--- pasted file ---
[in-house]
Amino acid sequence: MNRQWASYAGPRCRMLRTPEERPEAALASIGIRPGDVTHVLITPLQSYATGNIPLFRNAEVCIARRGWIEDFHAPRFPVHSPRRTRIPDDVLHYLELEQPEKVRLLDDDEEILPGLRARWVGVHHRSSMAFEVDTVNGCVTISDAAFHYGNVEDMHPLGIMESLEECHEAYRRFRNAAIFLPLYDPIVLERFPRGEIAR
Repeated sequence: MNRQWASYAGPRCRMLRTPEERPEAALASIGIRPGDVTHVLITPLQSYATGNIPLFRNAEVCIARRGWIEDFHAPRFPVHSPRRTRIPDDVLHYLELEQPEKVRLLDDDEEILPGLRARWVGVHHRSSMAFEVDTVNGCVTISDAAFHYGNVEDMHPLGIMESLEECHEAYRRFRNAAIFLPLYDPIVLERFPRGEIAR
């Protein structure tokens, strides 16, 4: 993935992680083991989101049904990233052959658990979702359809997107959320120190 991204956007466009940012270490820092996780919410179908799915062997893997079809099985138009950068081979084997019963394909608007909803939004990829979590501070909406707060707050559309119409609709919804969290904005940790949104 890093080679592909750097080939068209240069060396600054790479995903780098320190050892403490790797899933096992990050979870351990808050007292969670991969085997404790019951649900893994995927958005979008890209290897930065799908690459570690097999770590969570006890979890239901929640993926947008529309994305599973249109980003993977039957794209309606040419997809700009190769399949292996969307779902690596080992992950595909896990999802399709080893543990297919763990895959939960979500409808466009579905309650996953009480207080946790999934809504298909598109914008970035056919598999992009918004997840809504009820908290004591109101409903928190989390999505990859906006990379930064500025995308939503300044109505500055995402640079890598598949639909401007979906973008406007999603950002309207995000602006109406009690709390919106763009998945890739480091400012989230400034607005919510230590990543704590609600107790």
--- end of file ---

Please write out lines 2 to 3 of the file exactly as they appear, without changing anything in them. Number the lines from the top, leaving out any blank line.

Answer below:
Amino acid sequence: MNRQWASYAGPRCRMLRTPEERPEAALASIGIRPGDVTHVLITPLQSYATGNIPLFRNAEVCIARRGWIEDFHAPRFPVHSPRRTRIPDDVLHYLELEQPEKVRLLDDDEEILPGLRARWVGVHHRSSMAFEVDTVNGCVTISDAAFHYGNVEDMHPLGIMESLEECHEAYRRFRNAAIFLPLYDPIVLERFPRGEIAR
Repeated sequence: MNRQWASYAGPRCRMLRTPEERPEAALASIGIRPGDVTHVLITPLQSYATGNIPLFRNAEVCIARRGWIEDFHAPRFPVHSPRRTRIPDDVLHYLELEQPEKVRLLDDDEEILPGLRARWVGVHHRSSMAFEVDTVNGCVTISDAAFHYGNVEDMHPLGIMESLEECHEAYRRFRNAAIFLPLYDPIVLERFPRGEIAR